Kaur seemed disgruntled with the Narendra Modi government at the Centre for not “paying heed” to the demands of trade unions or even holding discusssions. He told Huffpost India, “Ten major central trade unions will be joined by independent federations and associations of various sectors like banks, insurance, telecom, postal, defense, central and state government. We (trade unions) have been pursuing our demands with this government since 2015…. Our demands are the prices (of essential commodities) must be controlled because the common man and working people are suffering (because of price rise). The minimum wage is too low in our country, one of our demands is that minimum wage be increased.”
Kaur said that the government was meddling with labour laws, which was detrimental to the interests of farmers. He also blamed the government for “tightening the noose” over trade unions after their protests in 2015 and then in 2016.
CITU, in its statement, also blamed the Modi government of refusing to engage with trade unions. It said that the Centre “undermined tripartism, did not hold Indian Labour Conference for the last more than three and half years.”
Calling the BJP government’s policies an “aggressive attack with arrogance on the lives and livelihood of the working people”, the statement said, “The government policy of mass privatization of strategic PSUs, crucial infrastructure and public utilities, specially targeting the ports, airports, telecom, financial sector etc, with defense production and railways thrown open for 100% FDI, is aimed at loot of the national assets and resources on the one hand and destruction of country’s economic base on the other.”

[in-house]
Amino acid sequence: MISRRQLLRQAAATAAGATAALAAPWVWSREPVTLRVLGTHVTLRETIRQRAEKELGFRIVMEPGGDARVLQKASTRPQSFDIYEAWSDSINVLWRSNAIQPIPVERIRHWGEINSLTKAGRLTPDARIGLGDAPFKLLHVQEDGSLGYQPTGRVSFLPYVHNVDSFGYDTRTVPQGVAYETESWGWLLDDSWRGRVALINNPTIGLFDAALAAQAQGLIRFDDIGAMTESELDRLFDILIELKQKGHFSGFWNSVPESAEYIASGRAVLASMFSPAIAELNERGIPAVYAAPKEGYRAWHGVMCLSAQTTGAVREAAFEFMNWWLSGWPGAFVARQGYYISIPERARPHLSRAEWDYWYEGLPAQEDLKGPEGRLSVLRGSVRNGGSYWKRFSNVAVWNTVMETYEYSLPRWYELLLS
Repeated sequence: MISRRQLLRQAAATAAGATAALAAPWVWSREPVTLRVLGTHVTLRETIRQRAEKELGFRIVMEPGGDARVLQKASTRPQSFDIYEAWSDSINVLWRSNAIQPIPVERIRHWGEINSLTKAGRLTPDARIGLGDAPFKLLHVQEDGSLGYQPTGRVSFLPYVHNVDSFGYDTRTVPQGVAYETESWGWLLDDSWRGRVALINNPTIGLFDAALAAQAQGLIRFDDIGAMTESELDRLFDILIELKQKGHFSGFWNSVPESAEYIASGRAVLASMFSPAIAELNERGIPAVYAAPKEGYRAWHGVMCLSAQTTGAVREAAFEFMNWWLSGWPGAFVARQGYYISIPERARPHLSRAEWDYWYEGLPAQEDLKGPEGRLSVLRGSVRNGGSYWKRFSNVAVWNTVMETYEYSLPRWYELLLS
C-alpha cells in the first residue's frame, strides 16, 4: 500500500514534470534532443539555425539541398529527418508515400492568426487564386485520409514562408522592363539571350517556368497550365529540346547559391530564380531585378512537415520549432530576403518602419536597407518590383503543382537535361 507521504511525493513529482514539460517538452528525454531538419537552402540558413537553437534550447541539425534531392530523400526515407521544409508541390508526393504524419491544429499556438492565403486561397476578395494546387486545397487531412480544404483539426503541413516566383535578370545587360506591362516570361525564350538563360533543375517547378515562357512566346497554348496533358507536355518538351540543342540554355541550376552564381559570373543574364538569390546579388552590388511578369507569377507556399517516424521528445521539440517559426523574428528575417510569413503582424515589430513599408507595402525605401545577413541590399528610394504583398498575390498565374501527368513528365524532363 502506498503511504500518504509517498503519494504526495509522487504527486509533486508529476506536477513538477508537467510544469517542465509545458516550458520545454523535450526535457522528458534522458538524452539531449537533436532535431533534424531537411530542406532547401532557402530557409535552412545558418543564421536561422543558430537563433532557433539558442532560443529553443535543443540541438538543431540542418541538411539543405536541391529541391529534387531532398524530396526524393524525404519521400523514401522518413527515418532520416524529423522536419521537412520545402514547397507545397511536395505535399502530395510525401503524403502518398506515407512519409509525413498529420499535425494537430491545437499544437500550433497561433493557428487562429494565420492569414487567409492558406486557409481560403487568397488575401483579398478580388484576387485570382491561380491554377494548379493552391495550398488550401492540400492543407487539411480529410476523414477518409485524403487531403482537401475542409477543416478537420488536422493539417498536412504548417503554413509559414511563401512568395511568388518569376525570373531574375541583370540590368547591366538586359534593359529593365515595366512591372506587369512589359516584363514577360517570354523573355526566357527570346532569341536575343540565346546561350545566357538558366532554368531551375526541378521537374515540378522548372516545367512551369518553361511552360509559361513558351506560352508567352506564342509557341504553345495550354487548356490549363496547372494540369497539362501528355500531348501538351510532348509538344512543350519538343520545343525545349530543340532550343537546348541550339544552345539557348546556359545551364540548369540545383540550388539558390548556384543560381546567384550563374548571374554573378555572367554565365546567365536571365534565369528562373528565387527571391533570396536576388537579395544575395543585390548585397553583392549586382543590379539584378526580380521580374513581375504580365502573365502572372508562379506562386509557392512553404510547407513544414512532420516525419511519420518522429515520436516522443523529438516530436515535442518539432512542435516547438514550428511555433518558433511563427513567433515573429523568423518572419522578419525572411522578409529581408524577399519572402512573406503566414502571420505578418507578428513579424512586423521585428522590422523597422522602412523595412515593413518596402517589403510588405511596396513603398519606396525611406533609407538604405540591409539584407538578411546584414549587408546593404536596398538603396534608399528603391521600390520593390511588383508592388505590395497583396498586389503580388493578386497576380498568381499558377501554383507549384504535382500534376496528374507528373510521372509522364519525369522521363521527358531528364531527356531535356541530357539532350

Essential services may be interrupted
If trade unions in essential service sectors like power/electricity, road transport and banks are indeed participating in the strike, services in these sectors are likely to be hit.
Delhi Lieutenant governor Anil Baijal has already invoked the Essential Services Maintenance Act (ESMA) against three power discoms in the national capital to prevent disruption of electricity during the period of the strike.
“Efforts are being made (by authorities) to use ESMA in several states including Delhi. The Delhi Lieutenant governor has imposed it on power employees unions. Still, all workers are going to participate in the strike,” Kaur claimed.
RSS-backed trade union won’t participate
However, Bhartiya Mazdoor Sangh (BMS), the labour wing of the RSS, is not supporting this strike. It has 62 lakh members
Kaur claimed that non-participation BMS is unlikely to have an impact on the strike.
“The BMS is working at the behest of the (Modi) government. It is behaving as the dalal union of the government. But the workers supporting it will also participate in our strike because not participating will isolate them. They (BMS) said there is no need of strike but its workers are anguished and want to show their strength,” Kaur added.
(With inputs from PTI)